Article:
He pitched for many Negro League teams, including the Brooklyn Royal Giants.

In a game against the Bushwicks, a very famous Brooklyn semi-pro team, Williams pitched for the Kansas City Monarchs and struck out 24 batters in 12 innings.

The Cyclones’ Joe Williams does not have the fame of the greatest black pitcher of the opening decades of the 20th century, but he has gotten off to a good start with a 3-1 record and 2.16 ERA.

Few pitchers have equaled the feats of the right-handed Joe Williams. But certainly his success should be an inspiration for the “Cyclone” Joe of today’s Brooklyn team as he tries to fight his way up the ladder to the major leagues.

Negro League tribute

On Saturday, Aug. 7, the Cyclones will host a tribute to the Negro Leagues. During the game, the Cyclones will wear the uniform of the Negro League Brooklyn Royal Giants.

The Brooklyn Royal Giants were organized in 1905 and won league championships in 1909, 1910, 1914 and 1916. The team featured Baseball Hall of Fame pitcher “Smokey” Joe Williams, also known as “The Cyclone.”

Present that night will be at least two former players from the Negro Leagues: Jim Robinson and Armando Vazquez.

Dinner at Applebee’s

On July 25, the Cyclones and their fans met after that day’s game, for dinner at Applebee’s, in Sheepshead Bay.

Only about a dozen Cyclones fans took advantage of the opportunity to mingle in a relaxed manner with their team.

There is, however, another opportunity for Cyclones buffs to share a meal with their team.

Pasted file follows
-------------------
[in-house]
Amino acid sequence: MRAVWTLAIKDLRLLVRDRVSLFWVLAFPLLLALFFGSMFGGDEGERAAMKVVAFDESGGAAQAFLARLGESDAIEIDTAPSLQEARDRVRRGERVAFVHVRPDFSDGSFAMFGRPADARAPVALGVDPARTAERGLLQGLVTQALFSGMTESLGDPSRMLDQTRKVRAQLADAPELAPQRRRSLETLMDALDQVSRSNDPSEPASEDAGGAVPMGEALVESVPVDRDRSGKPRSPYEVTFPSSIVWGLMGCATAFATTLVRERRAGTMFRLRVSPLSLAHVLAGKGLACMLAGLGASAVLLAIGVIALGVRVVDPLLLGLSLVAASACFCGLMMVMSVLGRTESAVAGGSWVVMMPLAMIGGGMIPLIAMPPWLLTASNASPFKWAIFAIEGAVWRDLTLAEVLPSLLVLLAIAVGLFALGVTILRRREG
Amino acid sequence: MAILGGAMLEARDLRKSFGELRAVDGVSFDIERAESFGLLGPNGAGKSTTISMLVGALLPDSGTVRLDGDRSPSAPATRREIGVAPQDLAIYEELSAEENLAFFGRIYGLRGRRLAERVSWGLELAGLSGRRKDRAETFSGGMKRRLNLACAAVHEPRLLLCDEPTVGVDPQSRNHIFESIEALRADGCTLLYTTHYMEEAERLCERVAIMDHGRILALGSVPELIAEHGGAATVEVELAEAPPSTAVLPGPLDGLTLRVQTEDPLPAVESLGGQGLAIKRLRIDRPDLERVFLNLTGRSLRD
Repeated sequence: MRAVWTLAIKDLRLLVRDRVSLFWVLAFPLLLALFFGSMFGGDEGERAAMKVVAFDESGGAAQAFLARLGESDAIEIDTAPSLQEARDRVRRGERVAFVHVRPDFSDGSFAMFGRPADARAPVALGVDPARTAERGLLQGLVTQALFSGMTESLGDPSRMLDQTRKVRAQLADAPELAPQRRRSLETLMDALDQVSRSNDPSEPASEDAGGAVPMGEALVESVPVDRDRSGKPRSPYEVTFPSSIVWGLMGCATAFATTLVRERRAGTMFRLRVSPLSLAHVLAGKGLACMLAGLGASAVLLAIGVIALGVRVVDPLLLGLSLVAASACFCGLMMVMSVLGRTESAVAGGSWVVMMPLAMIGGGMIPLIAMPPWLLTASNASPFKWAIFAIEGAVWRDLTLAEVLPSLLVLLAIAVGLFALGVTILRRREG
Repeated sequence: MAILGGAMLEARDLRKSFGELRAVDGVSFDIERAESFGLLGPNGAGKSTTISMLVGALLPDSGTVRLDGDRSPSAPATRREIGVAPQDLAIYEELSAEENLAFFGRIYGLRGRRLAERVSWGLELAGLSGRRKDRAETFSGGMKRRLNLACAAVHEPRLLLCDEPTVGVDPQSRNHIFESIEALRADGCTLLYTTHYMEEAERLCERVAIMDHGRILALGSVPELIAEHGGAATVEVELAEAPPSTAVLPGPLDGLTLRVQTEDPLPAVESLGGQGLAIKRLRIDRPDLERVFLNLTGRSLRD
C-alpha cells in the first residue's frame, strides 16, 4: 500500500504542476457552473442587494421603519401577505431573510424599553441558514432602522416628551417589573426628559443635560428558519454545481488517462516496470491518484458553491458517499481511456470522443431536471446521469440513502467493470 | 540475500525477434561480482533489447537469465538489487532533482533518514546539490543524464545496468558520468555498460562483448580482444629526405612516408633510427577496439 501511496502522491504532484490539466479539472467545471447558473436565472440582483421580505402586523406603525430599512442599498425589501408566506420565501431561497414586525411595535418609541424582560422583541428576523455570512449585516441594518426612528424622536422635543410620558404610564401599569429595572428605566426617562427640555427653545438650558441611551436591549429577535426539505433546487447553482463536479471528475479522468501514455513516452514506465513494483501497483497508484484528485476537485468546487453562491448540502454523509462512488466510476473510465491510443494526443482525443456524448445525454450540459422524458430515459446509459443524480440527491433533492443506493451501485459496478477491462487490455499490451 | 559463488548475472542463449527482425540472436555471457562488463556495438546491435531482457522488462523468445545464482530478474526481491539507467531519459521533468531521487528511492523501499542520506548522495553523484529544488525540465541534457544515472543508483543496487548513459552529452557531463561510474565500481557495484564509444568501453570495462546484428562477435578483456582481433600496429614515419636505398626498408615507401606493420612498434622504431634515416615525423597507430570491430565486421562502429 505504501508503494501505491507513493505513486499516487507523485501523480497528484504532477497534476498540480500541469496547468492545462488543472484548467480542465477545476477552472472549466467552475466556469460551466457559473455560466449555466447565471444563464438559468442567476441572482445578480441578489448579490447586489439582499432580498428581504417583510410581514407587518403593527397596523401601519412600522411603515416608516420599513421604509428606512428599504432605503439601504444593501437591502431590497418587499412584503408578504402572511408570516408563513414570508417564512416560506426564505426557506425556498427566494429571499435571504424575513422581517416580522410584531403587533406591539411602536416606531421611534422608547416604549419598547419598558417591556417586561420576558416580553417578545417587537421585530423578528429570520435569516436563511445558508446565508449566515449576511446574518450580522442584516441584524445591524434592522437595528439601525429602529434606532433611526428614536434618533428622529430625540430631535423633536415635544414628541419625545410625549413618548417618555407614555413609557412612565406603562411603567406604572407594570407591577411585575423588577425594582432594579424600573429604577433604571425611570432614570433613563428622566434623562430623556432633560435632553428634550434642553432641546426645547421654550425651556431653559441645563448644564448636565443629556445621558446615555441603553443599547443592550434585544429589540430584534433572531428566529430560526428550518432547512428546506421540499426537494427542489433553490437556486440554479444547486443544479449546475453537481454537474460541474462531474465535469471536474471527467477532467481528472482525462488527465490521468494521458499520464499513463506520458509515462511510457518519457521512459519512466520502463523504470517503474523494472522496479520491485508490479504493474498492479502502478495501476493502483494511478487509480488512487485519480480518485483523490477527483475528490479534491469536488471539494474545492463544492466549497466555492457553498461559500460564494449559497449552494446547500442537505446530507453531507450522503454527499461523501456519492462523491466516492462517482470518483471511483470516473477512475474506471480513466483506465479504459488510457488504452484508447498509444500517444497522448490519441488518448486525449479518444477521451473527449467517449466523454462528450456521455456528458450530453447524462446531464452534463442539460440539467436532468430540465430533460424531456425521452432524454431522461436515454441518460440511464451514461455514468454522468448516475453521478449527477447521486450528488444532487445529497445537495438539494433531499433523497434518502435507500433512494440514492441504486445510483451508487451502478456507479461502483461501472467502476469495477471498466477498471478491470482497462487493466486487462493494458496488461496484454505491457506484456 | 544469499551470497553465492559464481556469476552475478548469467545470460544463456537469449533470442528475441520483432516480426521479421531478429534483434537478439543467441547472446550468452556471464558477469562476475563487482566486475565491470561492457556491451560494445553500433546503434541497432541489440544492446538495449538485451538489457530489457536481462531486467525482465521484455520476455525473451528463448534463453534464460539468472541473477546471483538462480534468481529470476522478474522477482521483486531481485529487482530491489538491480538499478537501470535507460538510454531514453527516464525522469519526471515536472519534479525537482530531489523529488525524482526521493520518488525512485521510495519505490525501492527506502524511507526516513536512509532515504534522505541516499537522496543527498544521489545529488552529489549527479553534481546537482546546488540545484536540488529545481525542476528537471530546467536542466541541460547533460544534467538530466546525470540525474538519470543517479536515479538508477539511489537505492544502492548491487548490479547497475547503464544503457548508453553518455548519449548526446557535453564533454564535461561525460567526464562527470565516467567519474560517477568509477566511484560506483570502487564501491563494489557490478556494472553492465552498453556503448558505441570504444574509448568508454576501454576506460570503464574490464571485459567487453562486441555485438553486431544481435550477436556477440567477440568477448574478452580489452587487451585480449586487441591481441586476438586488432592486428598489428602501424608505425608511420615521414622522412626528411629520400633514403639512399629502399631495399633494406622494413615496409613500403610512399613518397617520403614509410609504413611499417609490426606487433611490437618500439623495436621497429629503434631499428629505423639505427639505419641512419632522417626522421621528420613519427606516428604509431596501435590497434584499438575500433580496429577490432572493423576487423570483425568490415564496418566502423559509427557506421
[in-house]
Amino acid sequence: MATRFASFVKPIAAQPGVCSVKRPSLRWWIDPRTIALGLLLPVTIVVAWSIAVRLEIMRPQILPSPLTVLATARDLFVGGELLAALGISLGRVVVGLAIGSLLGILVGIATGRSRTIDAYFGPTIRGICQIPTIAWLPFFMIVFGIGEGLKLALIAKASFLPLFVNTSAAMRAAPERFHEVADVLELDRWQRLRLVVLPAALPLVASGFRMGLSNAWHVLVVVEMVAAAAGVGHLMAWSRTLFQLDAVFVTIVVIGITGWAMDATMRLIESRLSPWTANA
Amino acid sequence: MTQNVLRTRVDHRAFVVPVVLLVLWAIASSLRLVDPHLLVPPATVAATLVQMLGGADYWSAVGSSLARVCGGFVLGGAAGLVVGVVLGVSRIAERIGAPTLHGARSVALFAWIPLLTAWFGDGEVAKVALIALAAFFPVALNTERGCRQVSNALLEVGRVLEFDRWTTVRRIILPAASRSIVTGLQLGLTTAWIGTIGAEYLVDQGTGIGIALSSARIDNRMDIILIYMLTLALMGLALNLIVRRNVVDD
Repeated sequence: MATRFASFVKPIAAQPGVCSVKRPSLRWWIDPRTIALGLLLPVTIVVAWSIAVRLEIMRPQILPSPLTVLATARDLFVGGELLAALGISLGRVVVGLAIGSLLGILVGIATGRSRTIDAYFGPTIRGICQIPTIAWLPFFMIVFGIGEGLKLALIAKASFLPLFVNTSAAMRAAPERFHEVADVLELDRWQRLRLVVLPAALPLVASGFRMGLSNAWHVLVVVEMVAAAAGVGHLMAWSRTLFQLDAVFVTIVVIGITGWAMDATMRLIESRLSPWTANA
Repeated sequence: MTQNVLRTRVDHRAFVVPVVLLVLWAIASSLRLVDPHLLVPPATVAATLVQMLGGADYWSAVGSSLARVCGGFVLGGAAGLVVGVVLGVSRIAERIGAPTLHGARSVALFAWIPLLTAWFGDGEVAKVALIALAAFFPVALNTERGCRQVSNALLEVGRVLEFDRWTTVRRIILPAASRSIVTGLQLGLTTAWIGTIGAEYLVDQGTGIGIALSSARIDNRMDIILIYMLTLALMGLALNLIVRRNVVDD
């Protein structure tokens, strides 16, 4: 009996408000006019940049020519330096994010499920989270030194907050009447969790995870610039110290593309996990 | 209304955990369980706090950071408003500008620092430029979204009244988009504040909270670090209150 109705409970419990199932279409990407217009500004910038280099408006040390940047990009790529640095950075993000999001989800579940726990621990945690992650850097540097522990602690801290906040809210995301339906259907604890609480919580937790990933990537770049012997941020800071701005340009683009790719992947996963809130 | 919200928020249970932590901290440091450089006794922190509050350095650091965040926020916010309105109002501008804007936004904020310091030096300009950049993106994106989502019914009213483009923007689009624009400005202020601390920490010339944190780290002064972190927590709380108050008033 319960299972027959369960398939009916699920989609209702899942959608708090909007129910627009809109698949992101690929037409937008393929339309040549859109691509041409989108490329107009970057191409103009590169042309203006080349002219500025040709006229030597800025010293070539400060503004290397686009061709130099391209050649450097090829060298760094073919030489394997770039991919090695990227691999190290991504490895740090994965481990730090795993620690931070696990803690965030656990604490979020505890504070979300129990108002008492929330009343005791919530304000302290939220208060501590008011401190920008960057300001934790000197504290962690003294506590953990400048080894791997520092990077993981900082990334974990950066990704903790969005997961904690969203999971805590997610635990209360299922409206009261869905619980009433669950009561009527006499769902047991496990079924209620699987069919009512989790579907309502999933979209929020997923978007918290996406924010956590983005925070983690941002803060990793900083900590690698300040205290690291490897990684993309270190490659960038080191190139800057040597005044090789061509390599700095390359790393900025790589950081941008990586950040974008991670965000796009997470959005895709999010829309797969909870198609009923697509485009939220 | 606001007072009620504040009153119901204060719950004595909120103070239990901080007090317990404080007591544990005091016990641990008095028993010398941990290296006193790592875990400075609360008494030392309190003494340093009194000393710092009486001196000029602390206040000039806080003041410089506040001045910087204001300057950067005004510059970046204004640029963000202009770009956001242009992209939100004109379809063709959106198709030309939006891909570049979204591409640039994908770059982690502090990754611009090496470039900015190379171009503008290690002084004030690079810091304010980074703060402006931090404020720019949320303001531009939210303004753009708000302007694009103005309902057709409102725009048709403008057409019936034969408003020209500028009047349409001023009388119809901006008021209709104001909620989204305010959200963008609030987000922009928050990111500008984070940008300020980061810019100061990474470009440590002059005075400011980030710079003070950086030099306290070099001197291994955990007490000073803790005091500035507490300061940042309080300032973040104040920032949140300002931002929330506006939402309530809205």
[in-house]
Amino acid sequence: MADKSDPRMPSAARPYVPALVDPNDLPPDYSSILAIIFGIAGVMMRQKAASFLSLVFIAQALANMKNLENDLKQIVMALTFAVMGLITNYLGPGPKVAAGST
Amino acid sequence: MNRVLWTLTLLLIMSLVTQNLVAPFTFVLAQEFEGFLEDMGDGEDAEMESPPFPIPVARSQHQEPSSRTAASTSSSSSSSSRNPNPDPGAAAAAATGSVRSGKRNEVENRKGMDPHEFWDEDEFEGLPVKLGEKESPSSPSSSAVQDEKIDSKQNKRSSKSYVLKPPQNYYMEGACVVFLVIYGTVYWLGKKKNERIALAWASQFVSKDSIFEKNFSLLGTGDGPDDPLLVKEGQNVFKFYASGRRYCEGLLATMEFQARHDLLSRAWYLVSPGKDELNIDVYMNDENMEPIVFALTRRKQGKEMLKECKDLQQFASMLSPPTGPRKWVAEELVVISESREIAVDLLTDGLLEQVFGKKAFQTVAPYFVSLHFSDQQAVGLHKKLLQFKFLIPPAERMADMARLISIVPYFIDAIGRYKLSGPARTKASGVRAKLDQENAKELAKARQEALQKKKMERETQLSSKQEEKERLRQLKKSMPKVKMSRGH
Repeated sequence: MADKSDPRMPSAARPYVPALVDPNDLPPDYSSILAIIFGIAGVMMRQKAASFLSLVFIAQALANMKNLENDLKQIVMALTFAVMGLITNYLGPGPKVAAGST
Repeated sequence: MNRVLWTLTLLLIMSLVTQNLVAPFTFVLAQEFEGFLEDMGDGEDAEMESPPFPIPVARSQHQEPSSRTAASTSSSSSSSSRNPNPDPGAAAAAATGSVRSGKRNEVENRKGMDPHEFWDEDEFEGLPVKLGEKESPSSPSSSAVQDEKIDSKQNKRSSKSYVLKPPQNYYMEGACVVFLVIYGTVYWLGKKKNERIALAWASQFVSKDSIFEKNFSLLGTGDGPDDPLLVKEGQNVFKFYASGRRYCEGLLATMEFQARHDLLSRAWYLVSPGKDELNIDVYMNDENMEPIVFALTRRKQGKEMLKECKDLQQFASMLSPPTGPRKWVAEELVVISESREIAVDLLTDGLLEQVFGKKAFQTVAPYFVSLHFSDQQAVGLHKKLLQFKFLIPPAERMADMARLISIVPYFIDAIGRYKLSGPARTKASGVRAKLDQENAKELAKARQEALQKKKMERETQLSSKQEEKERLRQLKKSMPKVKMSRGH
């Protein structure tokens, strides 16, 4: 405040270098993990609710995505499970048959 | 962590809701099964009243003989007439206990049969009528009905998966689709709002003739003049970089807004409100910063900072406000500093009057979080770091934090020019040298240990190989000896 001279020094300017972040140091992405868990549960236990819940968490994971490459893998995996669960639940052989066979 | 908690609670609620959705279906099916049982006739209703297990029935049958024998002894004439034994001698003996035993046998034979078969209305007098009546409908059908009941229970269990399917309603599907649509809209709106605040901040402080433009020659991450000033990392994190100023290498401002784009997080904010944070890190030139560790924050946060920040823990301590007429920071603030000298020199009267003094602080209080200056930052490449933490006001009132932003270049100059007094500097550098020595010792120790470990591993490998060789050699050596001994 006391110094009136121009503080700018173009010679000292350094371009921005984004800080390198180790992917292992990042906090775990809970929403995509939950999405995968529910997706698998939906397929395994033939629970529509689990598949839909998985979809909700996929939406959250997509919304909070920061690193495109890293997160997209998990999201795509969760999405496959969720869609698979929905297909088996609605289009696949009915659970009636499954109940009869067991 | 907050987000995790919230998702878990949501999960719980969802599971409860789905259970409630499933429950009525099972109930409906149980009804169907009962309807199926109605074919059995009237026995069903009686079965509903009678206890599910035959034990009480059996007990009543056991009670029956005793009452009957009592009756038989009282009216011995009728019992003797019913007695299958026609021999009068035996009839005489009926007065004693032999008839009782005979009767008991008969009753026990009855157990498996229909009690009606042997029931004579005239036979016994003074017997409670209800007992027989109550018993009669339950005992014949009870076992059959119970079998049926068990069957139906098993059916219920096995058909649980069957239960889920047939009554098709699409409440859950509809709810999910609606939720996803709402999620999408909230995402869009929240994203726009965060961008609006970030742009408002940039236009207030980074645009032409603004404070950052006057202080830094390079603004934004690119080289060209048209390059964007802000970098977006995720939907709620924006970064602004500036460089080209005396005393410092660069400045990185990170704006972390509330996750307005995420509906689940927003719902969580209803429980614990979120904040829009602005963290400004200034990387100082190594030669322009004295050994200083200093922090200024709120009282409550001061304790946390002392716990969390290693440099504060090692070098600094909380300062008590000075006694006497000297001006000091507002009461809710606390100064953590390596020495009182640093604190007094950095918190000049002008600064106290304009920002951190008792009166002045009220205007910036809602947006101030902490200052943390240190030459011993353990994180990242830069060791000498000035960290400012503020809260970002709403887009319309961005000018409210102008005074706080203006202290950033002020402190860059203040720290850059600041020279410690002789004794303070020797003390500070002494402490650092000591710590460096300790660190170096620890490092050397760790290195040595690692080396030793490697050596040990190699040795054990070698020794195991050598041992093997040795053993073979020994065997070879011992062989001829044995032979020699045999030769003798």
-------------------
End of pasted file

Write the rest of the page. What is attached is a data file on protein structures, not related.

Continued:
On Tuesday, Aug. 10, after the home game against Staten Island, the Arirang Hibachi Steakhouse and Sushi Bar, at 8814 Fourth Ave. in Bay Ridge, will host another fan-Cyclones get together. Call the restaurant at (718) 238-9880 or contact the Cyclones at (718) 449-8497 for more information. .

July 31, 2004 issue  

Updated 4:00 pm, November 10, 2010
Today’s news:
Share on TwitterTweet
Share on Facebook

Don’t miss our updates:

Reasonable discourse

Enter your comment below

By submitting this comment, you agree to the following terms:

You agree that you, and not or its affiliates, are fully responsible for the content that you post. You agree not to post any abusive, obscene, vulgar, slanderous, hateful, threatening or sexually-oriented material or any material that may violate applicable law; doing so may lead to the removal of your post and to your being permanently banned from posting to the site. You grant to the royalty-free, irrevocable, perpetual and fully sublicensable license to use, reproduce, modify, adapt, publish, translate, create derivative works from, distribute, perform and display such content in whole or in part world-wide and to incorporate it in other works in any form, media or technology now known or later developed.

First name
Last name
Your neighborhood
Email address
Daytime phone

Your letter must be signed and include all of the information requested above. (Only your name and neighborhood are published with the letter.) Letters should be as brief as possible; while they may discuss any topic of interest to our readers, priority will be given to letters that relate to stories covered by The Brooklyn Paper.

Letters will be edited at the sole discretion of the editor, may be published in whole or part in any media, and upon publication become the property of The Brooklyn Paper. The earlier in the week you send your letter, the better.

Don’t miss out!

Stay in touch with the stories people are talking about in your neighborhood:

Optional: Help us tailor our newsletters to you!